Harry Potter's adventures are going digital.
British author J.K. Rowling announced Thursday that her seven Potter novels will be sold as e-books starting in October, ending the boy wizard's status as one of the highest-profile holdouts against digital publishing.
"You can't hold back progress," Rowling said in London. "E-books are here and they are here to stay."
The magical stories that conquered the world in print form will be available as audiobooks and e-books in multiple languages through a new website, Pottermore.
Rowling, one of the world's most powerful authors, is bypassing established online retailers like Amazon, although the creators of Pottermore say the books will be compatible with popular e-readers including Amazon's Kindle, Sony's Reader and Apple's iPad.
"It's very important to Jo to make the books available to everybody, not to make them available only to people who own a particular set of devices, or tethered to a particular set of platforms," said Tom Turcan, chief operating officer of the new venture, Pottermore Ltd.
He said prices for the e-books would be announced closer to October.
The site is a partnership with Sony Corp. and its online shop is described as "a potential outlet for Sony products."
Rowling spokesman Mark Hutchinson said Sony was selected as "the most appropriate partner."
E-books are 'a way I can be creative in a medium that didn't exist when I started the books back in 1990.' —J. K. Rowling, Harry Potter author
Rowling also has written 18,000 words of new Potter material for the interactive site, which promises to immerse users in her world of wizards, combining elements of computer games, social networking and an online store.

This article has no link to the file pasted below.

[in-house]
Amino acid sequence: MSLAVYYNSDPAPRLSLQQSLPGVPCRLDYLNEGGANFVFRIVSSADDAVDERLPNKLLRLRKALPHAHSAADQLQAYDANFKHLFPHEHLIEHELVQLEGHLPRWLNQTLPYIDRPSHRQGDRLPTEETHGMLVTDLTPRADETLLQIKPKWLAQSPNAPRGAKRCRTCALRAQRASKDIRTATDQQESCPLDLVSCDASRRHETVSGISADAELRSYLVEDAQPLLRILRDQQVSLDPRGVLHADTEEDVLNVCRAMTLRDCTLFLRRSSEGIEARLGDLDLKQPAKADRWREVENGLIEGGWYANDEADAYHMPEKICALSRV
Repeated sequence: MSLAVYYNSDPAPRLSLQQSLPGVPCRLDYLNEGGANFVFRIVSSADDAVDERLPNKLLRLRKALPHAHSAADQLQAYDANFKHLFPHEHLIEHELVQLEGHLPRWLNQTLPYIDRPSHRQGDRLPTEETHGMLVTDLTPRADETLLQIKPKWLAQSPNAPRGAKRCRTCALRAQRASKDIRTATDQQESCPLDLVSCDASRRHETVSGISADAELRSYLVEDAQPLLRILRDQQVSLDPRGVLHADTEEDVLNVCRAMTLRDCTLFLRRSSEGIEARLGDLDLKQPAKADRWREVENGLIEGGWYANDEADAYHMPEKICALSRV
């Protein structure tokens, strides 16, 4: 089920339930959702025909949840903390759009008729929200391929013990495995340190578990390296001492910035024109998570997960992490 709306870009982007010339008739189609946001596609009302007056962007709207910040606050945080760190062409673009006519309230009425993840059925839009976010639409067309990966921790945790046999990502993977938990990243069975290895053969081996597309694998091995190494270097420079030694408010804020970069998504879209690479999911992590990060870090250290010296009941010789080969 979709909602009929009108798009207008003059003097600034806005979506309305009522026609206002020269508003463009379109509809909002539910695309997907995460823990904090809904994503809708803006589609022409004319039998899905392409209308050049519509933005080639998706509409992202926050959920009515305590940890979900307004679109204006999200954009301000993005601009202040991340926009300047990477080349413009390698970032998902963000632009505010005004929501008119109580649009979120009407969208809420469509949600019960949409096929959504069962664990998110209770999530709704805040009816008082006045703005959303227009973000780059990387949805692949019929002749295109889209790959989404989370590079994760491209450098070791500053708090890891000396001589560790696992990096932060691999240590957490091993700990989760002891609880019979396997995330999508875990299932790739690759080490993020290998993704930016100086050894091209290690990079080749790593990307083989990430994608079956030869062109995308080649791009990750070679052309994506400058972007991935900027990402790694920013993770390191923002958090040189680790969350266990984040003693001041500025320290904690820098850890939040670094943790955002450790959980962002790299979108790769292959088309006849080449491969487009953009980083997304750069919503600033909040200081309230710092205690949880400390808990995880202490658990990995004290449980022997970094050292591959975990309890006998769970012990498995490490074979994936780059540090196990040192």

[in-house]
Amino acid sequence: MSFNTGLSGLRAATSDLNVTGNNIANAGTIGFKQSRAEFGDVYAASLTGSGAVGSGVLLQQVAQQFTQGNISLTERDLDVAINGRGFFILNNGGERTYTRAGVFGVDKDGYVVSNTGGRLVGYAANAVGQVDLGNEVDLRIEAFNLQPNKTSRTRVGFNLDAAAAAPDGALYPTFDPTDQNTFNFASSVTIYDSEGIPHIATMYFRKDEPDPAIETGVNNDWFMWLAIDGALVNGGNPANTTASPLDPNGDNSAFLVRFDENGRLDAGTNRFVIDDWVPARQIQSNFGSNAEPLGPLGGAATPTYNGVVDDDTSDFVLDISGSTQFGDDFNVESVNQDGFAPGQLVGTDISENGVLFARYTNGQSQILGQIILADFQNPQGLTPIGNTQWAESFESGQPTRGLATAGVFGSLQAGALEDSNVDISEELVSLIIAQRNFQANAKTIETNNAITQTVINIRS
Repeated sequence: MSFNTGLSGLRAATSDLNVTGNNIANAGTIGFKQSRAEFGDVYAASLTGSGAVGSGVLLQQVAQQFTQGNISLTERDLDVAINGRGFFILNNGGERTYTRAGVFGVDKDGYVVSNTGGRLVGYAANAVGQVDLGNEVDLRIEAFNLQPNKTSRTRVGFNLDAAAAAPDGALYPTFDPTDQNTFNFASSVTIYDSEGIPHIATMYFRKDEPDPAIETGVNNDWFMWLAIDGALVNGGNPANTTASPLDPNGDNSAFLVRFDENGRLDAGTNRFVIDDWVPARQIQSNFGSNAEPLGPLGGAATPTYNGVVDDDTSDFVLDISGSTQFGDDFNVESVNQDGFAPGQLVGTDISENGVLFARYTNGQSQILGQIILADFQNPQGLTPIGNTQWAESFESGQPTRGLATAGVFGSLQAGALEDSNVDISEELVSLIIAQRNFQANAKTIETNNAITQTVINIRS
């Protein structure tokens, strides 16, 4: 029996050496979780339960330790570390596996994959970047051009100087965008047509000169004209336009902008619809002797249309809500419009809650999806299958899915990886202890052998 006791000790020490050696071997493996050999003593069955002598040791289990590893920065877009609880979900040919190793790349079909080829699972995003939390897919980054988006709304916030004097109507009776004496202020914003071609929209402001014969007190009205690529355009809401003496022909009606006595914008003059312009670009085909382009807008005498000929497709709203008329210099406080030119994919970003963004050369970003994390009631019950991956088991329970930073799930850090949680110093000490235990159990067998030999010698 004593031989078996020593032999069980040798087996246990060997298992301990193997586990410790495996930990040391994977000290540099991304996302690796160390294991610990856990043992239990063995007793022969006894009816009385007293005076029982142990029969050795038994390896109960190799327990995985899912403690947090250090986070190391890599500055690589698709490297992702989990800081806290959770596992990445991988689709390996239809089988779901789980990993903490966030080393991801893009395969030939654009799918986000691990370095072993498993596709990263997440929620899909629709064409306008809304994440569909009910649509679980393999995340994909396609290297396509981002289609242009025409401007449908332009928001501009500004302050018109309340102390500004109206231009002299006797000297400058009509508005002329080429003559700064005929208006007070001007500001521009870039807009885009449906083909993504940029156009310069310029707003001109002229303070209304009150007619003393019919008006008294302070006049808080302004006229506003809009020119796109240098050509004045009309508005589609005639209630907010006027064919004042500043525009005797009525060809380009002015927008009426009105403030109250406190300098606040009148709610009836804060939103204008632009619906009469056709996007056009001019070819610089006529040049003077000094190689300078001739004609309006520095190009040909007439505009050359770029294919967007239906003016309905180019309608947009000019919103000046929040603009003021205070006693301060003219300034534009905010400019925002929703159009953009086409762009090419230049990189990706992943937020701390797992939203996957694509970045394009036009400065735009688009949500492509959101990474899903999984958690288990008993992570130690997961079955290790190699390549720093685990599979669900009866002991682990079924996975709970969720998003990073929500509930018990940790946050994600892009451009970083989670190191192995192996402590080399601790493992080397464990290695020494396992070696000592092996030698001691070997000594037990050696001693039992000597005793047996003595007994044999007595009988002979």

Rowling says the site includes "information I have been hoarding for years" about the books' characters and settings.
Fans can delve into Hogwarts school
Pottermore has been the subject of intense speculation among Potter fans since it appeared on the internet with the words "coming soon."
The project unveiled in London lets Potter fans delve into the world of Hogwarts School of Witchcraft and Wizardry. Sections let users shop for wands in Diagon Alley, travel to Hogwarts from the imaginary Platform 9 3/4 at London's King's Cross train station and be sorted into Hogwarts schoolhouses by the perceptive Sorting Hat.
Along the way are wand fights, games and new information about characters beloved around the world, including Harry's reviled relatives, the Dursleys.
The site goes live July 31, when one million registered users will be chosen to help flesh out the online world. It will be open to all users from October, in languages including English, French, German and Spanish.
"[It's] a way I can be creative in a medium that didn't exist when I started the books back in 1990," Rowling told reporters, a way to incorporate the thousands of "stories, drawings, ideas, suggestions" she still receives from fans, four years after the last Potter book was published.
Harry Potter fans who have been sharing enthusiasm and stories online for years should be delighted by the new digital world.
Latest Harry movie's world premiere next month
But Rowling said she wanted to keep the emphasis of the site firmly on the written word.
"We've had a lot of requests for online games," she said. "I wanted to pull it back to reading."
The seven Harry Potter novels have sold more than 450 million copies and made Rowling one of the world's richest women.
The last book, Harry Potter and the Deathly Hallows, was published in 2007, and Rowling said she still has no plans to write an eighth.
But she said Pottermore was a way to reconnect with a character and a universe she loved.
"It is exactly like an ex-boyfriend," Rowling said. "Finishing writing Harry, I have only ever cried in that way and that much when my mother died. I have never cried for a man the way I cried for Harry Potter."
The latest Warner Bros. film, Harry Potter and the Deathly Hallows, Part 2, has its world premiere in London on July 7.